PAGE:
More storms in metro Detroit forecast, plus important lesson about tornados

By Paul Gross - Meteorologist

DETROIT - Before getting to the forecast, I want to emphasize a very important lesson we learned Wednesday afternoon.

As you've probably heard by now, sirens started going off around 2:10 p.m. Wednesday. There were no tornado warnings in effect. I learned about this when my phone started ringing, and I started getting tweets about it.

Shortly thereafter, some of you started posting photos of a funnel cloud on Storm Pins, as well as e-mailing and tweeting photos to me and, later, reports of a possible touchdown. Your communication was EXTREMELY helpful, as there was almost no indication on radar of a tornado, and Ben Bailey and I were scanning that storm with our radar velocity tool and saw no evidence of rotation.

How could this happen?

The radar beam at the location where the funnel cloud first formed is just over 1/2 mile wide. The weak funnel that developed was much, much smaller than that and, since the storm was not a rotating supercell, the funnel was way too small to be detected by the radar, although Ben and I did see a small hook echo develop, which prompted us to cut into programming and alert you to at least the possibility of a funnel cloud or tornado.

Late Wednesday afternoon, the National Weather Service confirmed an EF0 tornado with 75 mph wind briefly touched down on Place Road between 29 Mile and 30 Mile Roads in Lenox Township. The path length was estimated to be only a 1/4 mile long, with a path width of 100 yards. Several trailers were blown over, and the roof to a garage was torn off.

Wednesday was NOT a day conducive for severe weather. Something very localized to northern Macomb County caused enough wind shear to spin up this small tornado. While Doppler radar shows us rotation in storms long before most strong tornados touch down, small or weak tornados like we had Wednesday are almost impossible to detect, which leads us to a very important lesson: If you EVER see the type of dangerous weather that makes you think your life is in danger, immediately head to your place of safety and don't wait for the warning. Enough people called local law enforcement reporting a funnel cloud, so sirens were properly sounded on the basis of that information.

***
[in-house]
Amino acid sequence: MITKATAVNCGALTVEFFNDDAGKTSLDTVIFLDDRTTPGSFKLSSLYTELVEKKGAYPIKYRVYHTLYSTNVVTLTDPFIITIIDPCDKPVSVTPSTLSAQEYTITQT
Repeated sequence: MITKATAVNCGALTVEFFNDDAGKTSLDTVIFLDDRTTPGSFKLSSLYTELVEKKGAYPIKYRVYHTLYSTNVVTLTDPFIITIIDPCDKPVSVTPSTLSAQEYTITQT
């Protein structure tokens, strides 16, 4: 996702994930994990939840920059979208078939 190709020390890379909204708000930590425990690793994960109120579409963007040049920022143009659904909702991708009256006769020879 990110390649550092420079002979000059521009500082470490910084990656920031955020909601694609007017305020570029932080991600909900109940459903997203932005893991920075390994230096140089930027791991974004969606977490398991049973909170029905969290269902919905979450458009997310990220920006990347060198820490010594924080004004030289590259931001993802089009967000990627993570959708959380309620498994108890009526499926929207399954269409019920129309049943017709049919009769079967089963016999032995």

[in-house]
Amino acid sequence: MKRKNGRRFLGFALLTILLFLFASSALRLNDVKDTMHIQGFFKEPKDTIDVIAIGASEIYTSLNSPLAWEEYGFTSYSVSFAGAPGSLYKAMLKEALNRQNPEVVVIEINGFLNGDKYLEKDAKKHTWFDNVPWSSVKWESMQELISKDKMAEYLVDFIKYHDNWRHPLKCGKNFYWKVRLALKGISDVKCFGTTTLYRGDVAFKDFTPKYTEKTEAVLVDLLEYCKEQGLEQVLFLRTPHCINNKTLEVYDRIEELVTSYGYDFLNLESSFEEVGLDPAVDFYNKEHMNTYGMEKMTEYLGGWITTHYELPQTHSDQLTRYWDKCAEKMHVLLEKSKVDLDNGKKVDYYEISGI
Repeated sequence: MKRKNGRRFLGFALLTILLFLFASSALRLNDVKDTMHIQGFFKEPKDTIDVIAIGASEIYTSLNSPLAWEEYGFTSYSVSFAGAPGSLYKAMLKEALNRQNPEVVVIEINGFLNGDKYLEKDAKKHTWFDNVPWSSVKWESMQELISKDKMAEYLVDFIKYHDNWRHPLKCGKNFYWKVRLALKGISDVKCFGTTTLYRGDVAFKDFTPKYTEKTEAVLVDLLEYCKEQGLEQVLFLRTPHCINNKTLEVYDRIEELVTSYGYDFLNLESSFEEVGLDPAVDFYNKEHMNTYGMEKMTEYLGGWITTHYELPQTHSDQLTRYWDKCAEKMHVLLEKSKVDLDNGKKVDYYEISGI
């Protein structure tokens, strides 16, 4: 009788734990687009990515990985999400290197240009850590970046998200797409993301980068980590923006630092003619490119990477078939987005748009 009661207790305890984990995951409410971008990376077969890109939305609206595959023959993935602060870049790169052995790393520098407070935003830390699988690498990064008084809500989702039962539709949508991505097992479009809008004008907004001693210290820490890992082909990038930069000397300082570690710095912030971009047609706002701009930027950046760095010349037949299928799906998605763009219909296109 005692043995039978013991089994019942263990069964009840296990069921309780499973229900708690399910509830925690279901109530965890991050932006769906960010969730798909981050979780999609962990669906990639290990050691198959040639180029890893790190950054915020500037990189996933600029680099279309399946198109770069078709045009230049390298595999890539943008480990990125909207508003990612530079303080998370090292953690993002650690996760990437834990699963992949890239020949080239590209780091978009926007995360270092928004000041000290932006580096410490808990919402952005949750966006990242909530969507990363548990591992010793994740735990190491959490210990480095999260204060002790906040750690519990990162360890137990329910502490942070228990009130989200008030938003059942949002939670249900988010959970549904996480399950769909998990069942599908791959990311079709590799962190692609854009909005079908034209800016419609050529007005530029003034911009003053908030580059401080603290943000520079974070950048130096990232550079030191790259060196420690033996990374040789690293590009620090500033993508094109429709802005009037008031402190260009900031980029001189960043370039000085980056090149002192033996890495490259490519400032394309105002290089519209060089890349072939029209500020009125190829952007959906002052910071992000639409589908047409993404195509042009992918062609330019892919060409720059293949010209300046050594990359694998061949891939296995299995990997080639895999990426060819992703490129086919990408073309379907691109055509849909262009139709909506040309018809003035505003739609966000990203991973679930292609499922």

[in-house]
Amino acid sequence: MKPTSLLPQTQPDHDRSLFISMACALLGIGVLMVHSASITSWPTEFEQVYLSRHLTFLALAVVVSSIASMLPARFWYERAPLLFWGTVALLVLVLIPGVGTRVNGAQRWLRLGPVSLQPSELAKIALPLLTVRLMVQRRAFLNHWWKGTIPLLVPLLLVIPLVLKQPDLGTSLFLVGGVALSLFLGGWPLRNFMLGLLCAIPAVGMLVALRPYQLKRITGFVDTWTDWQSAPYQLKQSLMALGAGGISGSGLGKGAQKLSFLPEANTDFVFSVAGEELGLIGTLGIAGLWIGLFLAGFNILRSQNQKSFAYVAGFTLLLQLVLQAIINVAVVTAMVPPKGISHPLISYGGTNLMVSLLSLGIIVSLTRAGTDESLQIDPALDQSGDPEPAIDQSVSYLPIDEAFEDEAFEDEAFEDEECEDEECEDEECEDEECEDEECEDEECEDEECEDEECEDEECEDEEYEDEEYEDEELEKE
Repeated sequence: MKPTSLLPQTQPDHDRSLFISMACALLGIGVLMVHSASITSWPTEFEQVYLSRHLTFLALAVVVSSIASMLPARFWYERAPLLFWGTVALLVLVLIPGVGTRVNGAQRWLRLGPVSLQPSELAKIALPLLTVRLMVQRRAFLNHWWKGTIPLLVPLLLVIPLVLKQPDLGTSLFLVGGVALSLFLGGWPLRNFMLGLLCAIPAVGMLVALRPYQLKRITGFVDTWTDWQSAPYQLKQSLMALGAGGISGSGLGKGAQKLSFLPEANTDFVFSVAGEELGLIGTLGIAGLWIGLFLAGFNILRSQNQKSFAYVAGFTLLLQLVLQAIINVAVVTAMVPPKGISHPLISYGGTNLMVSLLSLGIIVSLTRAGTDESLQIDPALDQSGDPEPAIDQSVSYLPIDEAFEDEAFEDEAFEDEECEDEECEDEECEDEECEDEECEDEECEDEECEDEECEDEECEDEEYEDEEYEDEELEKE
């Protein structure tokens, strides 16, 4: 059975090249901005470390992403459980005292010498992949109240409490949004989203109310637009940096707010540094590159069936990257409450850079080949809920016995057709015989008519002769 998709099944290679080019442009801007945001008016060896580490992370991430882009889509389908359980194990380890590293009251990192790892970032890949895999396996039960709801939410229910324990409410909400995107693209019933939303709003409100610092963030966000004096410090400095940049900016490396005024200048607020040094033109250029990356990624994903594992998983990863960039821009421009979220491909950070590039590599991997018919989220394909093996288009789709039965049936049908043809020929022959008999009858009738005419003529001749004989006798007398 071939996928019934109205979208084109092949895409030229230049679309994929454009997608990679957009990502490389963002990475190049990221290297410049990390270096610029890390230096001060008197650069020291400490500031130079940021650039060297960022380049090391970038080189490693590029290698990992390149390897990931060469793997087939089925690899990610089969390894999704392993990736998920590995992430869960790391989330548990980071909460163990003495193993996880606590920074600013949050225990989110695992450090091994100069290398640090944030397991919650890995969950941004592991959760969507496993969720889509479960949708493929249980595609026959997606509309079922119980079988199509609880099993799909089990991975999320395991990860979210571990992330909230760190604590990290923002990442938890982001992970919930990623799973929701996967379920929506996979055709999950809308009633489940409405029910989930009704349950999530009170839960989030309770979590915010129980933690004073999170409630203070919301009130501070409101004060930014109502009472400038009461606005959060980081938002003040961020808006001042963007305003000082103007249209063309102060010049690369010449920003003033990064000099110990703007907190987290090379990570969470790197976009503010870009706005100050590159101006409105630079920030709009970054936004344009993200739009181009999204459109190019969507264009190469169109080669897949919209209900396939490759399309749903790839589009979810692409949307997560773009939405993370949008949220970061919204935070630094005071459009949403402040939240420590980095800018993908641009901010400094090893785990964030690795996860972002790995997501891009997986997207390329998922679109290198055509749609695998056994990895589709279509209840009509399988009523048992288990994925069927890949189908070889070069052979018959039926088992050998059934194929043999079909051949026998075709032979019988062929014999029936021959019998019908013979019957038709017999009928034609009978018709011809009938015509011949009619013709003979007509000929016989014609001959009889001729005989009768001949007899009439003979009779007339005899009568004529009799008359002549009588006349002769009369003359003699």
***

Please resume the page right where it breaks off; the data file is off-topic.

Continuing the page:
Again, I cannot express strongly enough how important your communication was. I had no idea that a funnel cloud, and then a tornado, had developed until you told me about it. If this situation ever repeats itself, make sure you take care of yourself first -- take cover immediately, and only then, if you can safely do it, tweet or e-mail me.

You can follow me on Twitter at @PaulGrossLocal4, and you can e-mail the Local4Casters at

Alright, onto the forecast:

Any isolated evening showers and thunderstorms should end fairly steadily after sunset, leaving us partly cloudy for the balance of the night. Lows in the mid 60s. West wind at 4 to 7 mph.

Warm and humid on Thursday with afternoon thunderstorms once again possible. The best chance to see some storms and even a slight...albeit very uncertain...severe weather threat is basically south and west of a line from Detroit to Muskegon. Highs near 80 (perhaps into the 80s if we get more sunshine). Southwest wind at 5 to 10 mph.

We still have some shower and thunderstorm chances Thursday night. Lows in the upper 60s.

Warm and humid on Friday with afternoon thunderstorms possible once again. Highs in the low 80s.

Any Friday evening showers and thunderstorms should diminish within a few hours after sunset. Warm and humid with lows in the upper 60s.

The weekend forecast is extremely challenging. The majority of my computer models suggest a strong upper level ridge of high pressure, which would squash most of our thunderstorm activity both days. However, this is not a slam dunk forecast. Right now, I am forecasting partly cloudy, warm and humid weather on Saturday and Sunday, with a slight thunderstorm chance, as some of the models still show some precipitation despite the upper level ridge. Highs in the low to mid 80s and overnight lows in the upper 60s. If you have outdoor plans, just keep an eye on the radar on the FREE Local4Casters weather app -- just search for WDIV in the app store.

Shower and thunderstorm chances then return Monday through Wednesday, with highs continuing in the low to mid 80s and overnight lows in the upper 60s. And, yes, it will still be warm and humid.

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